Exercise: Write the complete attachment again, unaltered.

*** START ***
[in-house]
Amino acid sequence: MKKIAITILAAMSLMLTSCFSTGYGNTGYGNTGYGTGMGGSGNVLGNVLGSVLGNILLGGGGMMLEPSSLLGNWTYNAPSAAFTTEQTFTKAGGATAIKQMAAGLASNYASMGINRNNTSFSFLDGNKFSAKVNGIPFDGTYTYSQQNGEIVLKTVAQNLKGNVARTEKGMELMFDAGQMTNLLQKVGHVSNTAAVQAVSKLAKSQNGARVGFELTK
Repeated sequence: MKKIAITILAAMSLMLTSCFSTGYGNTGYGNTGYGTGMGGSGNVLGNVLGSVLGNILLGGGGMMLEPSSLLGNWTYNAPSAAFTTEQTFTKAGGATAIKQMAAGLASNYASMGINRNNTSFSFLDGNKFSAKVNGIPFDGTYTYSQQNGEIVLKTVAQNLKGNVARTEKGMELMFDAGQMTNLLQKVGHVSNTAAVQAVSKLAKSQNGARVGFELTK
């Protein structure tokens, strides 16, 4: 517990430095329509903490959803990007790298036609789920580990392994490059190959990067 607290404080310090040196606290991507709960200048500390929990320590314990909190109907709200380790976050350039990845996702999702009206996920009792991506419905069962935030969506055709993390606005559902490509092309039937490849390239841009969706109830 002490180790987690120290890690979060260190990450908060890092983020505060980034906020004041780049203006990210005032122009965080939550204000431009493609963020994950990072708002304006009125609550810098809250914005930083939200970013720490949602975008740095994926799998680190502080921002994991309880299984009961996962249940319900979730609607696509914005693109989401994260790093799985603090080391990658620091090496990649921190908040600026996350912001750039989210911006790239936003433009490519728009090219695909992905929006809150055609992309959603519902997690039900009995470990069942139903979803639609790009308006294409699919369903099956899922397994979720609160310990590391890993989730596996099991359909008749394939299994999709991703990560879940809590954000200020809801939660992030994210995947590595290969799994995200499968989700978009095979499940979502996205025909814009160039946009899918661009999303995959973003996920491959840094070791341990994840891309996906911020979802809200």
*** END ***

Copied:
[in-house]
Amino acid sequence: MKKIAITILAAMSLMLTSCFSTGYGNTGYGNTGYGTGMGGSGNVLGNVLGSVLGNILLGGGGMMLEPSSLLGNWTYNAPSAAFTTEQTFTKAGGATAIKQMAAGLASNYASMGINRNNTSFSFLDGNKFSAKVNGIPFDGTYTYSQQNGEIVLKTVAQNLKGNVARTEKGMELMFDAGQMTNLLQKVGHVSNTAAVQAVSKLAKSQNGARVGFELTK
Repeated sequence: MKKIAITILAAMSLMLTSCFSTGYGNTGYGNTGYGTGMGGSGNVLGNVLGSVLGNILLGGGGMMLEPSSLLGNWTYNAPSAAFTTEQTFTKAGGATAIKQMAAGLASNYASMGINRNNTSFSFLDGNKFSAKVNGIPFDGTYTYSQQNGEIVLKTVAQNLKGNVARTEKGMELMFDAGQMTNLLQKVGHVSNTAAVQAVSKLAKSQNGARVGFELTK
């Protein structure tokens, strides 16, 4: 517990430095329509903490959803990007790298036609789920580990392994490059190959990067 607290404080310090040196606290991507709960200048500390929990320590314990909190109907709200380790976050350039990845996702999702009206996920009792991506419905069962935030969506055709993390606005559902490509092309039937490849390239841009969706109830 002490180790987690120290890690979060260190990450908060890092983020505060980034906020004041780049203006990210005032122009965080939550204000431009493609963020994950990072708002304006009125609550810098809250914005930083939200970013720490949602975008740095994926799998680190502080921002994991309880299984009961996962249940319900979730609607696509914005693109989401994260790093799985603090080391990658620091090496990649921190908040600026996350912001750039989210911006790239936003433009490519728009090219695909992905929006809150055609992309959603519902997690039900009995470990069942139903979803639609790009308006294409699919369903099956899922397994979720609160310990590391890993989730596996099991359909008749394939299994999709991703990560879940809590954000200020809801939660992030994210995947590595290969799994995200499968989700978009095979499940979502996205025909814009160039946009899918661009999303995959973003996920491959840094070791341990994840891309996906911020979802809200």